News Release

Smart microscopy works out where to take the picture

Peer-Reviewed Publication

Lund University

New imaging technology captures bacteria breaking down cells

video: New imaging technology captures bacteria breaking down cells view more 

Credit: Lund University

Is it possible to know exactly where to point a microscope in order to capture the precise moment a bacterium or a virus infects a cell? In order to take high resolution microscopic images of living biological material, you need to know exactly where to point the microscope. Researchers at Lund University in Sweden have now developed a software solution for smart, data-driven microscopy, which makes this possible. The research is published in Cell Reports Methods.

A challenge when producing images of living biological material such as cells is knowing how to align the microscope in order to capture the specific interaction you are interested in – such as the moment of infection, for example. It is difficult to know whether you are in the right place, and succeeding often requires many attempts, which can take months. Researchers at Lund University decided to find a solution, which they call smart microscopy.

“First, a low-resolution, rough scan of the specimen we wish to photograph is conducted, which provides data points about the specimen and a quick overview. Algorithms we have developed then calculate exactly where the motorised microscope should zoom in to capture what we are interested in - or something you may not have expected to see in the specimen being studied,” says Pontus Nordenfelt, researcher in infection medicine at Lund University.

The method involves a software update of the ordinary microscope, and it has many applications. One area where researchers believe the solution will have an impact is for those who study cell migration, for example how cancer cells move around the body. A low-resolution image quickly captures datapoints on the cancer cells that are moving. This information is then used to calculate the coordinates of where the microscope is to film in high resolution. The result is a high-resolution film of the cells that are of greatest interest to study, for example in cancer research.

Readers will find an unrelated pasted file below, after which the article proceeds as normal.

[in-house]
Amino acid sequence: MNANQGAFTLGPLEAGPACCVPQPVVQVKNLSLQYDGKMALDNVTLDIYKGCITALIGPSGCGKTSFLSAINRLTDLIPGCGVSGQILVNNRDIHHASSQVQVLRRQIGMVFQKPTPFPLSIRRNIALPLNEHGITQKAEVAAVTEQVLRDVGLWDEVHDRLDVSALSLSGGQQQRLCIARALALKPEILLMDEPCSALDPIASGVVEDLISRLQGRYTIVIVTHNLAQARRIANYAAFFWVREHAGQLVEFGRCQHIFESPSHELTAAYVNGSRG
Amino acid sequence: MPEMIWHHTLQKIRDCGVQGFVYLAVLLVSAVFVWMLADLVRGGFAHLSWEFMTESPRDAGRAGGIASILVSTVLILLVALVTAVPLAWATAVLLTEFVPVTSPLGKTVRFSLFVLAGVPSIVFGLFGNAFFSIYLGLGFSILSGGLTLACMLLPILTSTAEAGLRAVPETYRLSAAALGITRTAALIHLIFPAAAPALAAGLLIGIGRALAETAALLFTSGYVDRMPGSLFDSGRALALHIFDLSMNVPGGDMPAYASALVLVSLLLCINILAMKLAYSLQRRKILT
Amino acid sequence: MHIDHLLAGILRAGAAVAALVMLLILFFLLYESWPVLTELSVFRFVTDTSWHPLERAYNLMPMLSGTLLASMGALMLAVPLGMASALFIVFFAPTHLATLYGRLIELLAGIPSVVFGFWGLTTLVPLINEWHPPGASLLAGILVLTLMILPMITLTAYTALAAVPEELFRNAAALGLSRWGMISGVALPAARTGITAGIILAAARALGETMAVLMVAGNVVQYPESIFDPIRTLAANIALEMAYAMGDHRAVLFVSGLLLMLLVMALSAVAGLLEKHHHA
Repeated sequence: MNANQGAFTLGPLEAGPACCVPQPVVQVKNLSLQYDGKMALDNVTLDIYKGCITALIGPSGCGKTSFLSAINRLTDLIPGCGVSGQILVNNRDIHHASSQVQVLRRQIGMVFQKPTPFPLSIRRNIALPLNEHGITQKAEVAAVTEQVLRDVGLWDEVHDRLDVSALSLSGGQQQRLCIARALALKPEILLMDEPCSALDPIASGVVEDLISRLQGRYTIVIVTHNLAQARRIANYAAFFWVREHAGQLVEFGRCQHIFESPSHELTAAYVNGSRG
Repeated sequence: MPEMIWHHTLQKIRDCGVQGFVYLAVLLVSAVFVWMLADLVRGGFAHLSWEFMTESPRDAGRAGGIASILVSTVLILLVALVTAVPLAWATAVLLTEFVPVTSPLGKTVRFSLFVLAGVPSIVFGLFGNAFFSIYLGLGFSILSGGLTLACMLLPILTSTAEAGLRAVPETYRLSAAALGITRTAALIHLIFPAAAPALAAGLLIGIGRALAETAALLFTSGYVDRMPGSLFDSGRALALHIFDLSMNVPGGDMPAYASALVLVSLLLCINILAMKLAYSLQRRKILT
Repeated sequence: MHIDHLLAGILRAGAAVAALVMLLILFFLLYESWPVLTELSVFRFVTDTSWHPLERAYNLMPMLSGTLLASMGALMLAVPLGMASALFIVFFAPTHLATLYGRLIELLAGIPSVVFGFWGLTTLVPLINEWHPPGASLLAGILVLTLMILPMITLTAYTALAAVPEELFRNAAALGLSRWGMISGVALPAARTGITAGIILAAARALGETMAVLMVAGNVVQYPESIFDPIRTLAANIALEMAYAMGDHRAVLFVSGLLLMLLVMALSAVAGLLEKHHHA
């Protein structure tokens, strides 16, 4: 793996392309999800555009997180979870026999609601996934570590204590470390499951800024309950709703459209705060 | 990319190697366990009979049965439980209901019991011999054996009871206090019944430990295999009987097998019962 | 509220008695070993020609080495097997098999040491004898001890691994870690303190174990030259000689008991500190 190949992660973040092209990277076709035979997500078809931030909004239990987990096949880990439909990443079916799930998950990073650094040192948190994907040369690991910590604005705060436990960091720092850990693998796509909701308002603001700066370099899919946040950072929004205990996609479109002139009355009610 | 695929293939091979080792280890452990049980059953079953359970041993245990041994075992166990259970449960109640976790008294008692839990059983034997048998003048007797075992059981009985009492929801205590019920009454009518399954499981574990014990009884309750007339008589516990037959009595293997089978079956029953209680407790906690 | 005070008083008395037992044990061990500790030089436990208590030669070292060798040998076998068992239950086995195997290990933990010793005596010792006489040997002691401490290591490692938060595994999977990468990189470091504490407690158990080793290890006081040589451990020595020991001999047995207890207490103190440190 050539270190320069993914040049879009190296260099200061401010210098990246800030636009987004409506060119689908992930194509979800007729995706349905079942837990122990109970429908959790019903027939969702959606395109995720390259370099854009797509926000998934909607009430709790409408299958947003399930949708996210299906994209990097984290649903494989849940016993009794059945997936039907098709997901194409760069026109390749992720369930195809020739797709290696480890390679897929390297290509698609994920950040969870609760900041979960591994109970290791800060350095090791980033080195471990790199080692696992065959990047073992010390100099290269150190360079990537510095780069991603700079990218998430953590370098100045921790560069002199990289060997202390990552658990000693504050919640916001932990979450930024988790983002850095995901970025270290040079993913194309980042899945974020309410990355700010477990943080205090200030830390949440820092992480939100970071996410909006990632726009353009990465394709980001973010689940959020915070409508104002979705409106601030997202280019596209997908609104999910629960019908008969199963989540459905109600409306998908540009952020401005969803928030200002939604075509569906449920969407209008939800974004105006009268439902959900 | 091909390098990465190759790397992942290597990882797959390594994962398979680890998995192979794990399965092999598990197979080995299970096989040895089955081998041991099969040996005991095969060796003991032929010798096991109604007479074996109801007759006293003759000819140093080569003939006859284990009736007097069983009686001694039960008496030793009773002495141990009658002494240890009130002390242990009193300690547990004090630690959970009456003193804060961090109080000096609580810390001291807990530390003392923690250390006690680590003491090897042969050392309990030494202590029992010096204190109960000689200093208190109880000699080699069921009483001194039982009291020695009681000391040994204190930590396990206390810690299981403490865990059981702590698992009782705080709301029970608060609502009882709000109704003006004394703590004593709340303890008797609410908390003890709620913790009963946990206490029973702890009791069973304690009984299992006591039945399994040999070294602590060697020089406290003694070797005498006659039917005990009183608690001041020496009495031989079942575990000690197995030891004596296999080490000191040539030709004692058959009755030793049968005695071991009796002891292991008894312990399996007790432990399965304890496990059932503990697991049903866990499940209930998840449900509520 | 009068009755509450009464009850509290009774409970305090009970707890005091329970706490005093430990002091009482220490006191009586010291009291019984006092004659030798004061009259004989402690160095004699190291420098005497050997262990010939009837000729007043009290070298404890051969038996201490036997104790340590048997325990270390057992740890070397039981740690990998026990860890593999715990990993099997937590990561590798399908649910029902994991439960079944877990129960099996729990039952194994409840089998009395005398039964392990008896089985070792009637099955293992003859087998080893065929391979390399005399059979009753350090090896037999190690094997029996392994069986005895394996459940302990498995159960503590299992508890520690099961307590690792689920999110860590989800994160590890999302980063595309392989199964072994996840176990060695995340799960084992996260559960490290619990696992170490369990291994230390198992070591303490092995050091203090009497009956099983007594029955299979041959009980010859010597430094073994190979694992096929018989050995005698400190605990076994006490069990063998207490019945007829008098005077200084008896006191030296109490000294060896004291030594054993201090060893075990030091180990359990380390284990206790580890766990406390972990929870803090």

Another highly topical area in which the method can be used is in studies of the immune system. Here, it is possible to find either cells or microbes (e.g. bacteria, fungi or other microorganisms) that are behaving differently and automatically aim the microscope to film them in high resolution. Researchers are then able to analyse patient specimens and find abnormalities or find effective treatments. For example, an early variant of the method was used to find neutralising antibodies against SARS-CoV-2. 

Researchers suggest that as well as this saving time, the method also means that the right things are captured in a way that is possible to replicate. The method can be used to capture an image of the same individual cell in a specimen, but with different kinds of microscope. 

“Normally, it is humans who decide which interaction should be captured and what is sufficiently good data. The fact is, however, that we are not all that good at doing that. With smart microscopy, you can derive from the data exactly what it is you want to collect, thereby removing the potential for human error from the collection process itself,” says Oscar André, doctoral student at Lund University and first author of the article.

Researchers have tested their method on various scenarios and have now started a company, Cytely (.io) in order to further develop the concept and to give more people access to the technology. 

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